Wheat Pushing Through Harvest Lows
This past week’s grain markets ended mostly higher, because of some bullishness in the USDA’s September WASDE and stronger buying by funds of wheat futures. Despite the higher production and export potential out of the Black Sea in said WASDE report, military operations in the region continue to put an asterisk on the ability for grain to get exported, not to mention the ongoing question mark of if Ukrainian farmers will be able to plant their winter wheat crop or not, something I’ve discussed in this column in the past. All things being equal, Chicago wheat futures now have a technical setup for a near $10 USD/bushel target, which is an evident and significant increase from current levels.
One reason that this technical target could be supported is the bullish variable that the U.S. hard winter wheat crop could be facing its third straight year of drought. Three different weather forecasting models agree that a dry October, November, and December will be seen in the U.S. Southern Plains because of La Nina sticking around (for regular readers of this column, you’ll remember that I noted this in last week’s column, and how it might help Australian crops). With planting currently underway in relatively hot, windy conditions, there’s obvious concern that there won’t be enough soil moisture to get the crop properly established before heading into dormancy over the winter months. That said, one decent rain would probably do the trick – can that happen in the next month or so?
Speaking of supply, on Wednesday, September 14, Statistics Canada provided its second estimate of crop production in three weeks, with a few subtle, but noteworthy updates. Canola production was lowered by 400,000 MT, on account of national yields dropping by 0.8 bu/ac from the StatsCan estimate three weeks ago, to 39.7 bu/ac. This was primarily because Alberta’s average canola yield was lowered by 2.6 bu/ac from the August estimate to 41.7, and Manitoba dropped by 0.5 to 42.5. Lentil production was felled by nearly 129,000 MT, soybeans output was increased by 124,000 MT, while oats saw a big jump, up by more than 183,000 MT, with Manitoba’s and Saskatchewan's average yields increasing by 9.6 and 6 bushels per acre, respectively!
For wheat, the winter wheat crop was mostly unchanged from the August estimate, but durum had a significant downgrade, with average yields in Saskatchewan falling by 2.8 bushels per acre to now sit at 36 bu/ac. This meant that the durum harvest in the Land of Living Skies was lowered by nearly 360,000 MT (and the overall net downgraded to total durum production was 355,000 to 6.12 MMT). It was the opposite for spring wheat, as most provincial spring wheat yields were raised slightly, adding an increase in production of over 488,000 MT to a harvest total that now sits above 26 MMT! Across all wheat classes, this means total Canadian wheat production was up about 130,000 MT from StatsCan’s August estimate, to now sit at 34.7 MMT. For the record, this is still slightly below the USDA’s updated estimate from last week for the total Canadian wheat harvest of 35 MMT.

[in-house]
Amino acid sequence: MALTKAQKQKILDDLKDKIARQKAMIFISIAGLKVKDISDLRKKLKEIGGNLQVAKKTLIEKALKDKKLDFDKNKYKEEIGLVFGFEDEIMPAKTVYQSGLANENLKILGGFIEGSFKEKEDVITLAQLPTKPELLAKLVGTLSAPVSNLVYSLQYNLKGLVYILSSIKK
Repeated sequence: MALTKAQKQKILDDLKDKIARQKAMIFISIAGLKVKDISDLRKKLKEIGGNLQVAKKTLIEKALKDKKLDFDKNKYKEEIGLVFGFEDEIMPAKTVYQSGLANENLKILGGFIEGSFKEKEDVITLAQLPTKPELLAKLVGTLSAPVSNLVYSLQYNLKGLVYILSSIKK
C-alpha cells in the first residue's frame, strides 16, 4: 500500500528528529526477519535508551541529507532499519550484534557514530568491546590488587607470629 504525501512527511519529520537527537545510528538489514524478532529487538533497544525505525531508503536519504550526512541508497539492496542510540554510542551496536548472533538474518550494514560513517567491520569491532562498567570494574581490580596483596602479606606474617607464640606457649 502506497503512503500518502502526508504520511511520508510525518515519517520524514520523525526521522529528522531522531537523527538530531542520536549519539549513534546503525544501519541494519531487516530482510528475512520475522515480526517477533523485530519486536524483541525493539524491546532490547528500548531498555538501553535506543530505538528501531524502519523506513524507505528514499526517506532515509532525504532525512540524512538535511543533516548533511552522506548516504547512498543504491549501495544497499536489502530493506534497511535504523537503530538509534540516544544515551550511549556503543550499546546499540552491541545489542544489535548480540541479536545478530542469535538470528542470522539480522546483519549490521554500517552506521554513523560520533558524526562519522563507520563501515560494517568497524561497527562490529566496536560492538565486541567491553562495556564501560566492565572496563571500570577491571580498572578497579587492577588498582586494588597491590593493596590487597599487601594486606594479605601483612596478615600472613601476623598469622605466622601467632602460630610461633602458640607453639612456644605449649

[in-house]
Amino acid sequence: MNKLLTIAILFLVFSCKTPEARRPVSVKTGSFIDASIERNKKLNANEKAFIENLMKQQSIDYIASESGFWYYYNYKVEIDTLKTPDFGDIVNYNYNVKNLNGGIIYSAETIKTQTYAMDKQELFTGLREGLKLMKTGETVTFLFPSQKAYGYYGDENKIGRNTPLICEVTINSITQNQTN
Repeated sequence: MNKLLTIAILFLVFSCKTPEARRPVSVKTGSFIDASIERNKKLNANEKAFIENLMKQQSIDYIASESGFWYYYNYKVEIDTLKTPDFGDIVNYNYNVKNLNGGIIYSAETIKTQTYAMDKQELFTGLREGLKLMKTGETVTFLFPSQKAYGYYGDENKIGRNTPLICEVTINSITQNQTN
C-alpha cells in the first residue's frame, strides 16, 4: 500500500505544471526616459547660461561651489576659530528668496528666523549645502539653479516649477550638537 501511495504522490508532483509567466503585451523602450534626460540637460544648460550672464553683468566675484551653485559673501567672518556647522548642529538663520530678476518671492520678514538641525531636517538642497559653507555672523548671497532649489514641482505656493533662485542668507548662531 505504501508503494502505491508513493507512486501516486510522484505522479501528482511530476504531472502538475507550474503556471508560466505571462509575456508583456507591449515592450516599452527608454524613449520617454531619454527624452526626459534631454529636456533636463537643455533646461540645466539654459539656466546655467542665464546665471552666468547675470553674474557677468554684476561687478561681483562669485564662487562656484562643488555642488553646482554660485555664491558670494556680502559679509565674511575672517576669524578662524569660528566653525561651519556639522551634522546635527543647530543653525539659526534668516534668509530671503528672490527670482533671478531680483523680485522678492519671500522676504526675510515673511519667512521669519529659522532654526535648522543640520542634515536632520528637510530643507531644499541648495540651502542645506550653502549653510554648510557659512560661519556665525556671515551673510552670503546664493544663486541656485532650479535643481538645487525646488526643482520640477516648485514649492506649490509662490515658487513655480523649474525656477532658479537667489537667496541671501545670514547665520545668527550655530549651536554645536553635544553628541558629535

With all this in mind, one data point that I’m cognizant of is that in the last five years, Statistics Canada has raised their estimate of Canadian wheat crops. In fact, they have raised them a lot: almost 100,000 MT for winter wheat, over 340,000 MT for durum, and an impactful 1.14 MMT for spring wheat. Will StatsCan increase their wheat estimates by this much come to their December publication? I should note that 2017 was a significant outlier for these changes, as estimates were raised by more than double these averages just mentioned (meaning that they potentially skew the averages to the high side). This contradicts some notion held by the market that this year’s Harvest 2022 won’t reach its potential, and substitution effects – i.e. wheat for corn or vice versa – usually suggests higher values.
The Canadian wheat harvest has accelerated significantly, with progress now in line or even ahead of the average in all three Prairie provinces. Going forward, changing production estimates will push the market, up, down, and sideways, with volatility helping drive these moves. This is because of a few reasons: First, with recessionary economic issues on the table, institutional capital will be looking for a place to go, and commodities are one of those sectors money managers could look to. Second, with heightened risk in the grain markets, risk means opportunity, and traders look for and chase opportunity. At the farmer, grain marketing level, this translates to the importance of knowing your grain’s quality, your inventory and contracted versus uncontracted bushels, and when your bills are due. This is because, as opportunities present themselves, you already have the information to make a sound sales decision.
Founder | Combyne Ag